Sunday, April 10, 2016
So You Use A Textbook...Stop Judging Yourself
You use a textbook for whatever reason--you're new, your district says you have to, all your teachers used them, you like it, you teach 100's of students and pee only during your lunchtime of 10 minutes. The list goes on. With on-going conversations about what proficiency is and what's the 'best' way to get there, it can be tough if you're at the beginning of making a shift in your teaching or are already mid-stream. So. Let it go. Stop judging yourself. You don't need to apologize. We're all learning and growing. Did you see my post on when things go wrong? Seventeen years in, I'm still wrestling with this and continuing to learn.
One of the most freeing things I've heard along my teaching journey is that you control the textbook--not the other way around. It's a resource. What can we do with it? Some questions to explore: Can we take the good cultural stuff at the end of chapter and use it as input and to pique interest at the beginning the unit? What about writing an essential question and can-dos for the chapter? How about scanning Pinterest for some rich authentic materials that go along with the chapter theme and support cultural competency and provide needed input? Is it possible to write an IPA or some performance based formative assessments? Do you have the freedom to re-order or combine some chapters to create a unit? Do the students have to have the unit's whole vocabulary list or can you get that paired down so they can focus on function? How to flesh out the three modes--are there plenty of opportunities for communicative tasks?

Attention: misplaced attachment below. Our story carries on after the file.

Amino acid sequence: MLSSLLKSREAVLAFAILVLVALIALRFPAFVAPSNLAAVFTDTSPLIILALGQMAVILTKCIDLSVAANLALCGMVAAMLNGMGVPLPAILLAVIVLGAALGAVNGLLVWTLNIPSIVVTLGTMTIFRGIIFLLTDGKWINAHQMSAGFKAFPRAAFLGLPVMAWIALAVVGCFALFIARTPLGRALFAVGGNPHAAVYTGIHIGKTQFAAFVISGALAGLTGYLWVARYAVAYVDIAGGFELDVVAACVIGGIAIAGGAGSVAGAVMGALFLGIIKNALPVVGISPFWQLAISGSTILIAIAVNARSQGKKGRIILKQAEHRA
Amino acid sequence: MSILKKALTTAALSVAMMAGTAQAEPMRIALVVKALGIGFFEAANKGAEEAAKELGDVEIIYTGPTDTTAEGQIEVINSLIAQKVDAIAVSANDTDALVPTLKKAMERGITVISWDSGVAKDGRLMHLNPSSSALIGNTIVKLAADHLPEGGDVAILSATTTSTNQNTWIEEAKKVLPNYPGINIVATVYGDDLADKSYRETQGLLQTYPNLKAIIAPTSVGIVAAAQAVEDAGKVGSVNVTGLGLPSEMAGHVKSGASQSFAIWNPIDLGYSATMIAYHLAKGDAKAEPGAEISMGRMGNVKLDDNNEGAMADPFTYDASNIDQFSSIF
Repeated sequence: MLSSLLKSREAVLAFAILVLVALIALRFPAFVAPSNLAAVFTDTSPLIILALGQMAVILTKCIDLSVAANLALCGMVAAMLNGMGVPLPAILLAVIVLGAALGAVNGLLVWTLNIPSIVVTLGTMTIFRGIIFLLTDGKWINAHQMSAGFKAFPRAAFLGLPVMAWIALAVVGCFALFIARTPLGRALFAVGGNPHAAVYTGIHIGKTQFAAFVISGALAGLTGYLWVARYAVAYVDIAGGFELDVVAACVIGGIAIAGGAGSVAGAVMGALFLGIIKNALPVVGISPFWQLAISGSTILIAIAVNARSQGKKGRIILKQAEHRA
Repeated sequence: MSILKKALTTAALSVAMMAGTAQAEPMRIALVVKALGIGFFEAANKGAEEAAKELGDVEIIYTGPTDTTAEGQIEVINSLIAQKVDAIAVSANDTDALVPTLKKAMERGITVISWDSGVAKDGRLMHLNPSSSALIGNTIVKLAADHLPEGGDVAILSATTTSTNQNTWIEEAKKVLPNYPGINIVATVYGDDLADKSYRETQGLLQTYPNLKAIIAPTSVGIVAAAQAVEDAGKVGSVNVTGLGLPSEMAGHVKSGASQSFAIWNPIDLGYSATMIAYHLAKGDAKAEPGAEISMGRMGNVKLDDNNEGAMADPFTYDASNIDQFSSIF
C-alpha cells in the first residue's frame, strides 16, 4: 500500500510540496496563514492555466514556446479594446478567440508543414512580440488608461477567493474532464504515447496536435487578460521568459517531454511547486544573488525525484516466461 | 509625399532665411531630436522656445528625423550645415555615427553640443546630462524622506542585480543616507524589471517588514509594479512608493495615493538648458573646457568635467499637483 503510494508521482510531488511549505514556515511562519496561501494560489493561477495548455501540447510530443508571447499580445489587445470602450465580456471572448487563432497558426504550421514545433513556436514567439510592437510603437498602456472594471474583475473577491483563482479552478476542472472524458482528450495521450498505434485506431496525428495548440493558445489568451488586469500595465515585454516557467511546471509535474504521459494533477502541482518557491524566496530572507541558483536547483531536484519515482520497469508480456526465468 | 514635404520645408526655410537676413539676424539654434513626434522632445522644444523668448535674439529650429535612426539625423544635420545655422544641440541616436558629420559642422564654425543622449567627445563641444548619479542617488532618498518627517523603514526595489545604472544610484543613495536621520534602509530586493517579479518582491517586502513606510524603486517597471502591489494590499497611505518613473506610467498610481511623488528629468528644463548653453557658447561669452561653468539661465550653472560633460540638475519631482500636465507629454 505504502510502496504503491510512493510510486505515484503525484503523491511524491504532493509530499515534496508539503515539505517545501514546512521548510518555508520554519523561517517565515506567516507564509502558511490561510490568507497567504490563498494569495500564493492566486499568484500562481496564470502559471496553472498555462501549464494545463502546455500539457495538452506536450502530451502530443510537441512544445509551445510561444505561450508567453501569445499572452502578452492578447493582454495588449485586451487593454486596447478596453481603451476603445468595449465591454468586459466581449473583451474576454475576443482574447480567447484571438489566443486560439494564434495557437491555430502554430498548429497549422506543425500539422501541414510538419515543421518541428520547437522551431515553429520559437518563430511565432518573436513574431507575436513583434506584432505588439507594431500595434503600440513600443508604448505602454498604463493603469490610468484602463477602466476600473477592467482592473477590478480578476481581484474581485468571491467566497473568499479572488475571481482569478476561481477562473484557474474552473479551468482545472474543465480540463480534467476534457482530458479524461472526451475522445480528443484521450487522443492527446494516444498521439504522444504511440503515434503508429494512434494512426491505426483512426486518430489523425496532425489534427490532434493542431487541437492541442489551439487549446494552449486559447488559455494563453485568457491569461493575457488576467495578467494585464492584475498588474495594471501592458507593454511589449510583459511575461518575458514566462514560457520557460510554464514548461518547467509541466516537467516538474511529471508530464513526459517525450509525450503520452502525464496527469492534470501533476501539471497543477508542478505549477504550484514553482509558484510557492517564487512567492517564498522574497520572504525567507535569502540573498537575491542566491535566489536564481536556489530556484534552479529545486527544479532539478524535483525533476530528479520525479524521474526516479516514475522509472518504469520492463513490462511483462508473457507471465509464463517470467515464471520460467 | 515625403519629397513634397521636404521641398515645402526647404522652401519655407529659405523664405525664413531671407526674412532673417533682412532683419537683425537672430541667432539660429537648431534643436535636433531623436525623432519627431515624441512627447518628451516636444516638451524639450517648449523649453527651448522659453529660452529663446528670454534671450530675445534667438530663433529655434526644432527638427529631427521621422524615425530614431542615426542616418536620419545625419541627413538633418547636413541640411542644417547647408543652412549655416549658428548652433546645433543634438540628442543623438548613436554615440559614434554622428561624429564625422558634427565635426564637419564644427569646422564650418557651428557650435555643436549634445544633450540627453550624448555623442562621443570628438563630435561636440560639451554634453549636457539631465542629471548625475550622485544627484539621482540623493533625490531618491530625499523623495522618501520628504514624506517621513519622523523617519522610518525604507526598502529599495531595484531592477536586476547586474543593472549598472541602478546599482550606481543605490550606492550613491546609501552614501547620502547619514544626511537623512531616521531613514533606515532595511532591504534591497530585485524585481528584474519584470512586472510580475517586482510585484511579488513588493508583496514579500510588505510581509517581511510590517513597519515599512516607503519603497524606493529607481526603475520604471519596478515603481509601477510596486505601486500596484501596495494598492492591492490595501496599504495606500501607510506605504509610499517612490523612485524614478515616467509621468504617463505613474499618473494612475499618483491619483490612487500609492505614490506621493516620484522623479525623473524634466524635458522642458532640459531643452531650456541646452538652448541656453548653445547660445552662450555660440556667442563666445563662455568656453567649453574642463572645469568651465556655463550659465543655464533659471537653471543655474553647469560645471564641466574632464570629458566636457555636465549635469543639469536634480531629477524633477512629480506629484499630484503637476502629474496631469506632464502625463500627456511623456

Personally, I am in the process of writing my own units. The amount of time this takes plus teaching sometimes overwhelms me. Using a textbook may be the resource that is allowing you to address other teaching duties (Hello carpool and committees! Recess supervision anyone?).
During the process of writing this, Colleen Lee-Hayes sent me this post . Colleen is a #langchat moderator and teacher I respect--her words on judging ourselves are balm for the language teacher's soul.
Teaching for proficiency is a mindset, not a material. You control the text, not the other way around. Let's drop the judgement.